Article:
The Melheim house

The Melheim house

The Melheim house was built in the winter of 1939-1940 on the farm Melheim at Indre Hafslo in Luster. It is a so-called central chimney house. It was built with one-and-a-half storeys on a cellar with a stone foundation wall. With pipes leading into the central chimney, the house was heated by means of wood stoves in all the rooms.

The building is a mixture of the Swiss and the Art Nouveau styles.
The interior decoration is based on statistical information how an average family in Sogn lived around 1940.
The house, therefore, has installed electricity which was mainly used for lighting, but there is no tap water. However, the kitchen has a (slop) sink, which meant, of course, that even if you still had to carry water inside, you did not have to carry it out again!

On the ground floor we find a living room and small bedroom, a kitchen with larder, and a corridor with a staircase up to the upper floor.
The living room is furnished with a solid, dark-stained dinner table and chairs, all made by the local cabinetmaker.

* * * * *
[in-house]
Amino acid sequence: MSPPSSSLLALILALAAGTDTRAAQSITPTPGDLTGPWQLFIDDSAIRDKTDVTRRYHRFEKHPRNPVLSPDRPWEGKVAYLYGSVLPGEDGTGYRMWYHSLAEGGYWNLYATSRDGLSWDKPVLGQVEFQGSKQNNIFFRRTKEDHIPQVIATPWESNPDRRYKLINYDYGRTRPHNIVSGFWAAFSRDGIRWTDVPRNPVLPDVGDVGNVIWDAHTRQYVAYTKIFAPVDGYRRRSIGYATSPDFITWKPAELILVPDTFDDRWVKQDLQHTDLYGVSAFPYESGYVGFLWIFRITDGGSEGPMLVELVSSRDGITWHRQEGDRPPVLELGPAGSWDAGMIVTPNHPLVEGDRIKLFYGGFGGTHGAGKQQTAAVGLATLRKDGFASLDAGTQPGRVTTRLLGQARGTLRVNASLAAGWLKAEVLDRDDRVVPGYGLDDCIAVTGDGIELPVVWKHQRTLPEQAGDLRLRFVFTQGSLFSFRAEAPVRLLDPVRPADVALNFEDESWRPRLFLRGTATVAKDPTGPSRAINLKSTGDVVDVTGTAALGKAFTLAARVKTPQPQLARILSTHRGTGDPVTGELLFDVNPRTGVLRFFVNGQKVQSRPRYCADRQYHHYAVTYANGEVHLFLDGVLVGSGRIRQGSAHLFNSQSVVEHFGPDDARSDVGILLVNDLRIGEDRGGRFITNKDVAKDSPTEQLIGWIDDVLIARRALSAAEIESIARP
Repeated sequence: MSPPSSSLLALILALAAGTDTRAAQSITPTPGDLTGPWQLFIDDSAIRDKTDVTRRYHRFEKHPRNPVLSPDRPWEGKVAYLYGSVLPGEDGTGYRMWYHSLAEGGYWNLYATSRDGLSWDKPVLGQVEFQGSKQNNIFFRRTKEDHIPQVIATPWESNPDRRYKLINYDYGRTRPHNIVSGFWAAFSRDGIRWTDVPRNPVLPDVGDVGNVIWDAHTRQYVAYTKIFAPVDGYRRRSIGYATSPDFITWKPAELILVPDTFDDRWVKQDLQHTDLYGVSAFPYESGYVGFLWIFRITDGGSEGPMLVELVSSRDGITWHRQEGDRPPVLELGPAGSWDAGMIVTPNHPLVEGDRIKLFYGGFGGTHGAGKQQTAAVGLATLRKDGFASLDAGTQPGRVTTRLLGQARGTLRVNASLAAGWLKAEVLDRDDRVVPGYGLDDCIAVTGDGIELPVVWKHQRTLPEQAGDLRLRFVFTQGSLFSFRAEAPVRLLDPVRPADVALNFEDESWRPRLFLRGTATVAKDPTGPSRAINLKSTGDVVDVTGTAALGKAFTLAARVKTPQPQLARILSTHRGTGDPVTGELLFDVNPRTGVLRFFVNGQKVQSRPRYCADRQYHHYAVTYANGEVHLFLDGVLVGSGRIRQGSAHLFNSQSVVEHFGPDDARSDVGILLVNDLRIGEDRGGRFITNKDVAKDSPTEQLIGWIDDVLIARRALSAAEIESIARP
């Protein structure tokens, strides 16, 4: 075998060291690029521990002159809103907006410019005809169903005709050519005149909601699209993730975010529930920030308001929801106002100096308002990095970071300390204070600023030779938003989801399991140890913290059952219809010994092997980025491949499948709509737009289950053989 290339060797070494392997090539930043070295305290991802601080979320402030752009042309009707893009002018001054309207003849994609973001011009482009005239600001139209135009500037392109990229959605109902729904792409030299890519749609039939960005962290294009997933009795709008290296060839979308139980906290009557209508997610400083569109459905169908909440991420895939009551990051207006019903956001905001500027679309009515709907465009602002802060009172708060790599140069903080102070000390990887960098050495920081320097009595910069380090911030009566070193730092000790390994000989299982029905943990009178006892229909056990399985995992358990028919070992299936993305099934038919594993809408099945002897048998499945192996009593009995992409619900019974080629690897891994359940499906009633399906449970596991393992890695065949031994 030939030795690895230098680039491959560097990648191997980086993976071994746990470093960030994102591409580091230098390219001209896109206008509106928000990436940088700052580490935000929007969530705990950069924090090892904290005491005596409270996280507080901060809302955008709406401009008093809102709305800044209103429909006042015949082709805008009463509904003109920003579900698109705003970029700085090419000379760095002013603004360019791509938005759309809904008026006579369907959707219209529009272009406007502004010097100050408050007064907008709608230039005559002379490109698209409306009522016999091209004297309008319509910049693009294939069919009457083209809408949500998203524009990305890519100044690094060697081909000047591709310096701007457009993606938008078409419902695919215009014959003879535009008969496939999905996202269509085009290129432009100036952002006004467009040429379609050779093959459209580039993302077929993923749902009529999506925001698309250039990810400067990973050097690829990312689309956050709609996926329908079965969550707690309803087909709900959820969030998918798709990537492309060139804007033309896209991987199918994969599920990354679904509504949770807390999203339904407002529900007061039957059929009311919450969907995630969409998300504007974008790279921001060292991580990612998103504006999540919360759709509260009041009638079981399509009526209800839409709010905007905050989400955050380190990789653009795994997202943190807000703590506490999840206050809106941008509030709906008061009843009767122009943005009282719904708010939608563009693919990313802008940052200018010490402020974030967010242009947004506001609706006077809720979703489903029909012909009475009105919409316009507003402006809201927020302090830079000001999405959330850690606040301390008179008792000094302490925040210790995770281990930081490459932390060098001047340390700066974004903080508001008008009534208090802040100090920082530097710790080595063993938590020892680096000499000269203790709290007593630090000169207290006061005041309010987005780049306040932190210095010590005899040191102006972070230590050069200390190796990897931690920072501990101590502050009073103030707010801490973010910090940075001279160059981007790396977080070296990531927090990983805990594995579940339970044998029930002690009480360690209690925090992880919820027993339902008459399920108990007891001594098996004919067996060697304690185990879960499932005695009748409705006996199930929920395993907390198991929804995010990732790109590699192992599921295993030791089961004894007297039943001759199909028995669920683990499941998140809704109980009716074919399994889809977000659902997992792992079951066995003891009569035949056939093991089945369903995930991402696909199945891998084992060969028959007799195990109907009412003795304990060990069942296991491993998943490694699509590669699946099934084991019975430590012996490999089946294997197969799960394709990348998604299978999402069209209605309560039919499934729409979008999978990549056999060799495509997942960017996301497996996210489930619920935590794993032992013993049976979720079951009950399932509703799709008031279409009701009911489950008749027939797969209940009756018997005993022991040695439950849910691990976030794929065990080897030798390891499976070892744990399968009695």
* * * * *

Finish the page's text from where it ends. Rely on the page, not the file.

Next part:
The room also contains a sideboard and bookcase, a modern smoking table, armchairs and a couch, and not to forget, a characteristic brass chandelier, a standard lamp and a radio.

In the kitchen we see that the housewife had got a work top, a washing chair (with a basin hidden under the seat), an old folding table and wood stove with a baking stove. On the shelves in the larder we find glasses and jars, showing how important the storeroom household was.

In the small bedroom there are beds and a chest of drawers. The night pail and the potty remind us how cold and unpleasant it must have been to venture outdoors to the lavatory on a cold winter night.